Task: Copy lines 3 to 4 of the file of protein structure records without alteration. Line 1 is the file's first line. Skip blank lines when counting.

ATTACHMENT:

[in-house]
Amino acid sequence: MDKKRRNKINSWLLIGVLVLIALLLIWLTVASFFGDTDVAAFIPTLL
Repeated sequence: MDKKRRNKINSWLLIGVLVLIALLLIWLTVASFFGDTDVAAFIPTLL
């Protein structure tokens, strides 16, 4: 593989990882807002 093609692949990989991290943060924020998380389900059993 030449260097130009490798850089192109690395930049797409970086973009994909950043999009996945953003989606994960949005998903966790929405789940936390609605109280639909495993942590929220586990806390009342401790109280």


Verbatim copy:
Repeated sequence: MDKKRRNKINSWLLIGVLVLIALLLIWLTVASFFGDTDVAAFIPTLL
């Protein structure tokens, strides 16, 4: 593989990882807002 093609692949990989991290943060924020998380389900059993 030449260097130009490798850089192109690395930049797409970086973009994909950043999009996945953003989606994960949005998903966790929405789940936390609605109280639909495993942590929220586990806390009342401790109280």